Engine Break-in

by Joe Fournier

Here's what I do for break-in:

  1. Immediately upon starting, run engine up to 2000 rpm for 20 minutes. Watch oil pressure and temp gauges. You're letting parts machine themselves to each other for preliminary fit.
  2. Drain oil while it's hot. Replace before starting again. If time allows, let engine cool and check valves.
  3. Inspect drained oil for metal particles. React accordingly; check for magnetic properties to distinguish aluminum and brass from iron. Aluminum = bearings...some wear is expected, but no chunks. Brass = timing gear or valve guides. Shouldn't find much of this, if any. Iron/steel = crank, cam, rings, cylinders...definitely no chunks, but I'd expect *some* of this in breakin oil.
  4. Run engine for 5-10 miles doing the drive up to 55; then wind (down-shift) down to 20 mph...at least 5 times...as many as 10. You're letting parts further machine themselves to each other with the emphasis being on the cylinders, which must machine themselves under load because their position/geometry is slightly different at different RPMs...thus, the variance in RPMs and the downshifting. I don't fully understand this, but Bob Hoover instructed me to do this and I do it religiously. I consider this as important if not more important that the 20 minute breakin.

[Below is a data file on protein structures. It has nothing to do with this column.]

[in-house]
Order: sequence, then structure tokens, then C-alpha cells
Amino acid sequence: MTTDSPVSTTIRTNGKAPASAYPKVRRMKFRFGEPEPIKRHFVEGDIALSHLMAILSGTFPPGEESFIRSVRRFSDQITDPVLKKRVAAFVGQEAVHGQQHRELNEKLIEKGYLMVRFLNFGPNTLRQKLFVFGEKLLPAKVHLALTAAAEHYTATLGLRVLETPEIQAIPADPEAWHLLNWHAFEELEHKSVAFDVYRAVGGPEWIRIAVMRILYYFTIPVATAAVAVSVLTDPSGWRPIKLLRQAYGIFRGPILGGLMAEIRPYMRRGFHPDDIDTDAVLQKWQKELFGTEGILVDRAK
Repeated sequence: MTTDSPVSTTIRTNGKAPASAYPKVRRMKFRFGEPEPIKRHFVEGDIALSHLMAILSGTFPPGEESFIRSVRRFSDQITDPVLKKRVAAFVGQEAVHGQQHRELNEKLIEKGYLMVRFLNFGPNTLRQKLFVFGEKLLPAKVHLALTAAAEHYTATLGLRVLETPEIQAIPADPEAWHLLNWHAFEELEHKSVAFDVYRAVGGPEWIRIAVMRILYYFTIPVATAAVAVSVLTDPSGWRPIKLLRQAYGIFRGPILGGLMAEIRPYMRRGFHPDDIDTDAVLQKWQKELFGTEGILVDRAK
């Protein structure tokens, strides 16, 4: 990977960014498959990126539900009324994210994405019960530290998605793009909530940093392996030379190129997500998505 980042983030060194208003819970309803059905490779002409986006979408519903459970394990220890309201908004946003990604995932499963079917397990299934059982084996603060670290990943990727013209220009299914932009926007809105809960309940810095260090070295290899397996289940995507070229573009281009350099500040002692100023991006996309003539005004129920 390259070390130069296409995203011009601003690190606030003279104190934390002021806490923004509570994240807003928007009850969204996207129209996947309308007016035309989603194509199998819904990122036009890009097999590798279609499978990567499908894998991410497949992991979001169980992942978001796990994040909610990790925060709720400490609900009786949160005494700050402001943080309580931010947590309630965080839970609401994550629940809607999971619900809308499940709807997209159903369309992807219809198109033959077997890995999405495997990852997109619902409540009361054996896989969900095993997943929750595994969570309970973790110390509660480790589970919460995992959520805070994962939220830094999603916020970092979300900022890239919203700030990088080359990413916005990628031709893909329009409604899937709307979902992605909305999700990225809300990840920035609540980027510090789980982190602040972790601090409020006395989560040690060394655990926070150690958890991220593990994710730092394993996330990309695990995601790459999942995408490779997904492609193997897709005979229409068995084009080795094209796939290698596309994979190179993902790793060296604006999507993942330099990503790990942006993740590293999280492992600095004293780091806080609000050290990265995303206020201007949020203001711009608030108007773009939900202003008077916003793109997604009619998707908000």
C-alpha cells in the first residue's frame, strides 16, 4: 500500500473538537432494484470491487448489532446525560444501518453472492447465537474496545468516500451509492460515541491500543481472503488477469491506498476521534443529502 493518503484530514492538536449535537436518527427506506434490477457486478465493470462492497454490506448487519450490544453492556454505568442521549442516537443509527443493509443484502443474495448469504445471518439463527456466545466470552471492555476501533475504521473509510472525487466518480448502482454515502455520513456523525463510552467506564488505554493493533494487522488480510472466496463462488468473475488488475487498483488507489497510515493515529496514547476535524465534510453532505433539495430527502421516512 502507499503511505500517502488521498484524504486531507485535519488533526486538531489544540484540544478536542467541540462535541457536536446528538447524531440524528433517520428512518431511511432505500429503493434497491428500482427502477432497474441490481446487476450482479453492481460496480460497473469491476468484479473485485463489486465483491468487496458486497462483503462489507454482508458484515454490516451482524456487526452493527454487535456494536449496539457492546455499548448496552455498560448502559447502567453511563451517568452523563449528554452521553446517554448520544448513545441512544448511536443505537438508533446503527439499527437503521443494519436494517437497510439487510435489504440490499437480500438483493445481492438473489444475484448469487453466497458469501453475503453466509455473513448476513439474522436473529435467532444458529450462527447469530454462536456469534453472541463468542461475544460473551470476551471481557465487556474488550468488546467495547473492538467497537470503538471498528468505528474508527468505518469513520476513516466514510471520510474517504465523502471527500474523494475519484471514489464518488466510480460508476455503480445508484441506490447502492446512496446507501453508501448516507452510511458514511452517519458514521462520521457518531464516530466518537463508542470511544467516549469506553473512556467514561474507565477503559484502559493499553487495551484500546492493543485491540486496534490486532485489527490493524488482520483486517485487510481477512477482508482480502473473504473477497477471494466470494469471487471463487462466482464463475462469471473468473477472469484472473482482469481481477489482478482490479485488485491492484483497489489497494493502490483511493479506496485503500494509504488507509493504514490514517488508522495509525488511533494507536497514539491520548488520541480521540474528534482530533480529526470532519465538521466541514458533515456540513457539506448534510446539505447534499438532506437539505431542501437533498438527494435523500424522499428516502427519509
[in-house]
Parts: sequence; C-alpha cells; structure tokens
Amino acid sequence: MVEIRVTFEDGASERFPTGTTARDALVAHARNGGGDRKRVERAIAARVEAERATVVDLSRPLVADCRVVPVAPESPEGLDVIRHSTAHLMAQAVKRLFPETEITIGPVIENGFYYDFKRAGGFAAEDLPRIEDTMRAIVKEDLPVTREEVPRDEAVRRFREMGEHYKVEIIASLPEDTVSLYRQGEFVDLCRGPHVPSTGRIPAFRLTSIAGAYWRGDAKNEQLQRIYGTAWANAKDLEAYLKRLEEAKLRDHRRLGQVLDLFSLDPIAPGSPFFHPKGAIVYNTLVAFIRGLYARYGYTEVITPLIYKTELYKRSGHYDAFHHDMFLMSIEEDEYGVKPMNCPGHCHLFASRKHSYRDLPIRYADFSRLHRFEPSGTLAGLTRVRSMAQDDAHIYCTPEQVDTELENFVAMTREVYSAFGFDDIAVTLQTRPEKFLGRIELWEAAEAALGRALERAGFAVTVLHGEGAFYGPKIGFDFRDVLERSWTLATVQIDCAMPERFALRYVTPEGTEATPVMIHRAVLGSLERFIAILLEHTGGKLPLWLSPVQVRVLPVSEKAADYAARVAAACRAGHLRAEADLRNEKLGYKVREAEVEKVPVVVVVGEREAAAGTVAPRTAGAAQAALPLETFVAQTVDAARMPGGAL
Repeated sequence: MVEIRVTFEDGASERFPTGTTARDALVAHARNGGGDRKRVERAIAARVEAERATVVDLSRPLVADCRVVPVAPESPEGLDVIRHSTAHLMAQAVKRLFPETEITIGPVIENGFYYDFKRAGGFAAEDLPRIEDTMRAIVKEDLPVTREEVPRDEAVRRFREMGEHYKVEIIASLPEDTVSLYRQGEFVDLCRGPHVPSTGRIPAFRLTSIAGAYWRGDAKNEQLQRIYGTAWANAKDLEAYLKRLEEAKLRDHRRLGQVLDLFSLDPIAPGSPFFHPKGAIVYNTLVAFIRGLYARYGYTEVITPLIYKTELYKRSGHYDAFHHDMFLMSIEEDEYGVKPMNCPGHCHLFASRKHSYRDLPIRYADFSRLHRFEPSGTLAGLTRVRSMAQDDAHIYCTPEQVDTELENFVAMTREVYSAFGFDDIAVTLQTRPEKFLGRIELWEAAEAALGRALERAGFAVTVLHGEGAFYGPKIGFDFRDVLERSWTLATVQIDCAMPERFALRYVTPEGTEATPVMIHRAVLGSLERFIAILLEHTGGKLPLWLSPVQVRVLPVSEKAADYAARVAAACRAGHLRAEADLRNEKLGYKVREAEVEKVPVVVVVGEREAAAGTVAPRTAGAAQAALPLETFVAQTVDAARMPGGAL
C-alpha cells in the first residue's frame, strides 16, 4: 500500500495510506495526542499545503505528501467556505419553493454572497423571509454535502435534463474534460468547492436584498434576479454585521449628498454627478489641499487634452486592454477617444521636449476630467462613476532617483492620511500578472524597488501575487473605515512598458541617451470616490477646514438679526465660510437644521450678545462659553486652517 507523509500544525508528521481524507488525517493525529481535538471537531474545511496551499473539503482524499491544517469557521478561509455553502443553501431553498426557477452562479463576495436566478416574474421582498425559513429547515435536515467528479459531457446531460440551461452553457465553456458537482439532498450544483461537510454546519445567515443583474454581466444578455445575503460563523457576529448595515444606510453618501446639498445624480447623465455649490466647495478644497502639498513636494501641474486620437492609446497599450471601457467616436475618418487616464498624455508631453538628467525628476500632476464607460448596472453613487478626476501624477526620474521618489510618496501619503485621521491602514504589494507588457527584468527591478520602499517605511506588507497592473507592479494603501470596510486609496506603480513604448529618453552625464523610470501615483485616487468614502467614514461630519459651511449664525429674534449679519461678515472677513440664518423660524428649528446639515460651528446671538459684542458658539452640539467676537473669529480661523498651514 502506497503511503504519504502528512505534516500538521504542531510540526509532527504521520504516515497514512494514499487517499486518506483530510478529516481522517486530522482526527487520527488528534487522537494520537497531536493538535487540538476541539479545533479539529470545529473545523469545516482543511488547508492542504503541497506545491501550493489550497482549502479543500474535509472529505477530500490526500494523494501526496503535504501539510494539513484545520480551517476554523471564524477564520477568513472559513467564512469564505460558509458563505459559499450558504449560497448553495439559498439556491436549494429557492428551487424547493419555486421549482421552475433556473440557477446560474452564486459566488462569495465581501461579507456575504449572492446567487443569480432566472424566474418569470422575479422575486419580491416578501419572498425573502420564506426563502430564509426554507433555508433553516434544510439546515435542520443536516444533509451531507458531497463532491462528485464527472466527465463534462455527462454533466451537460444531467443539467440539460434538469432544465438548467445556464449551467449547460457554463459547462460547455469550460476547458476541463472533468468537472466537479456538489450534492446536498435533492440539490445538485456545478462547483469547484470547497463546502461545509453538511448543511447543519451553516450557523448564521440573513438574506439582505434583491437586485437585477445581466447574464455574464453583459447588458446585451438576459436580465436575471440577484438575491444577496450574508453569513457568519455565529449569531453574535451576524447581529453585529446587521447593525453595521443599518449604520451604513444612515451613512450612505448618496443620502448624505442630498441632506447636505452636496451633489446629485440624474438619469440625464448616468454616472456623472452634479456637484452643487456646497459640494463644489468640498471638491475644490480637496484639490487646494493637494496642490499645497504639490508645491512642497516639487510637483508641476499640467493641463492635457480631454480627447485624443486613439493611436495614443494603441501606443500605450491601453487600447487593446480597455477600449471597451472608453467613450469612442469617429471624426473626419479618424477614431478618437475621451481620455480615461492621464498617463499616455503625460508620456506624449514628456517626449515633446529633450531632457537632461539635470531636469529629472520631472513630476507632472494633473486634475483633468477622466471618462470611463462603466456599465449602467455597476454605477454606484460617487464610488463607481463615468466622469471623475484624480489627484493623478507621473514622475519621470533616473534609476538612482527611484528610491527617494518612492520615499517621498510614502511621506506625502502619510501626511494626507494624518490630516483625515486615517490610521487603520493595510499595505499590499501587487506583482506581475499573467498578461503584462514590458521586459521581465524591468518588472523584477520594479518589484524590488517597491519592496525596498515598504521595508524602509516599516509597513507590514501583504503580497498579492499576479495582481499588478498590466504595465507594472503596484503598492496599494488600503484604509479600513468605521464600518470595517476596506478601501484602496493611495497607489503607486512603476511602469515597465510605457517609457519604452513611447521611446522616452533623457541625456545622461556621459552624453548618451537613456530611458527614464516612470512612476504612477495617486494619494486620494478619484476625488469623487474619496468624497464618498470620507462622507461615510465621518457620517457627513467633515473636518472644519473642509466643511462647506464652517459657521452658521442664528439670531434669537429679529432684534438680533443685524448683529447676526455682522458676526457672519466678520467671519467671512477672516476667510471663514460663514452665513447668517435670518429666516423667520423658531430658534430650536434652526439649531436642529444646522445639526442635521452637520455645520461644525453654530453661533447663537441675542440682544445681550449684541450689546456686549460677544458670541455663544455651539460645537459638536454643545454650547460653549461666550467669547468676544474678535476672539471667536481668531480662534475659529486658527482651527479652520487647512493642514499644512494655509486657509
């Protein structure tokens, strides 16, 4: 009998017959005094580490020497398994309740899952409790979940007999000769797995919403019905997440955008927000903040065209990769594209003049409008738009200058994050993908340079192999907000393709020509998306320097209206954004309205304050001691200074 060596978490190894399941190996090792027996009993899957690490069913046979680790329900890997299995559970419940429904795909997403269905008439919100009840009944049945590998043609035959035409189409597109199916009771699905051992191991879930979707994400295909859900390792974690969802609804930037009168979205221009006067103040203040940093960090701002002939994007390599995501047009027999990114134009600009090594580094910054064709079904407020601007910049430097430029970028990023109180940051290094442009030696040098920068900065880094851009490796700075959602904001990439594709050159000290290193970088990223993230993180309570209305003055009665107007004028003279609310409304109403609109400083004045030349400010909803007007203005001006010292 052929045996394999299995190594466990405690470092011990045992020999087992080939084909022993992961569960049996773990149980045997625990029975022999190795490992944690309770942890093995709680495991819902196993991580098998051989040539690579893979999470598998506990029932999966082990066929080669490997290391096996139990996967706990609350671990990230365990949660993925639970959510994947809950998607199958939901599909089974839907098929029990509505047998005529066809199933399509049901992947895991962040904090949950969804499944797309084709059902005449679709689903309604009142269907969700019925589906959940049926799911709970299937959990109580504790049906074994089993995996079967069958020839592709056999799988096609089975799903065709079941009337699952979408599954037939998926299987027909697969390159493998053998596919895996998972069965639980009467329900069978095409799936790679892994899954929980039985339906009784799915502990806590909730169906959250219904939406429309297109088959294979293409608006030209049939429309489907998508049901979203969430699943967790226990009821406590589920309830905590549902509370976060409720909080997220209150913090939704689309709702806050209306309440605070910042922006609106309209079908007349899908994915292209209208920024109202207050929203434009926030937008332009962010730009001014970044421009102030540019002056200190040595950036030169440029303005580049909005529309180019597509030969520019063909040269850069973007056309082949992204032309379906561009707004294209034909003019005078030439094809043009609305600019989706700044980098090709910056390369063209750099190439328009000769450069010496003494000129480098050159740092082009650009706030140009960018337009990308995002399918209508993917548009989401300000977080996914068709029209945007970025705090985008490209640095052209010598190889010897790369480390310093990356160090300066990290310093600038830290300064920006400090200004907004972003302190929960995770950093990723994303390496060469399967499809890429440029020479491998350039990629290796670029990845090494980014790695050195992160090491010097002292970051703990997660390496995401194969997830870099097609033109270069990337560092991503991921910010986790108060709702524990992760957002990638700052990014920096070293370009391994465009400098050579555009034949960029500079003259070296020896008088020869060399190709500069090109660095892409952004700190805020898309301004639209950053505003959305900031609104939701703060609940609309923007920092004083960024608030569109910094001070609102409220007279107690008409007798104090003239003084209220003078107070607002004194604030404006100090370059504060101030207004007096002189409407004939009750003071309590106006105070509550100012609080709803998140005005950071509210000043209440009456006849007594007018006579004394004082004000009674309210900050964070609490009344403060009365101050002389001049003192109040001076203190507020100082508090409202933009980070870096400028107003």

5. Let sit over night. Check valves.

    I record all valve settings (per valve) and maintain that information for the first 300 miles. I check and adjust valves at the following times:

    after 20 minute break-in
    after 5-10 mile break-in
    at 25 miles
    at 50 miles
    at 150 miles
    at 300 miles

    If I notice trends, I check more often. Since work is about 25 miles round trip, I usually get pretty close on these.

  6. At 300 miles, pull the engine and retorque the heads. This is a step many people skip, but I'm not inclined to. It will tell you a lot about how your engine is running and is neccessary to assure engine longevity and reliability. It gives you a chance to tighten up tinware and do those things that you meant to do but were in too much of a hurry to do the first time around.

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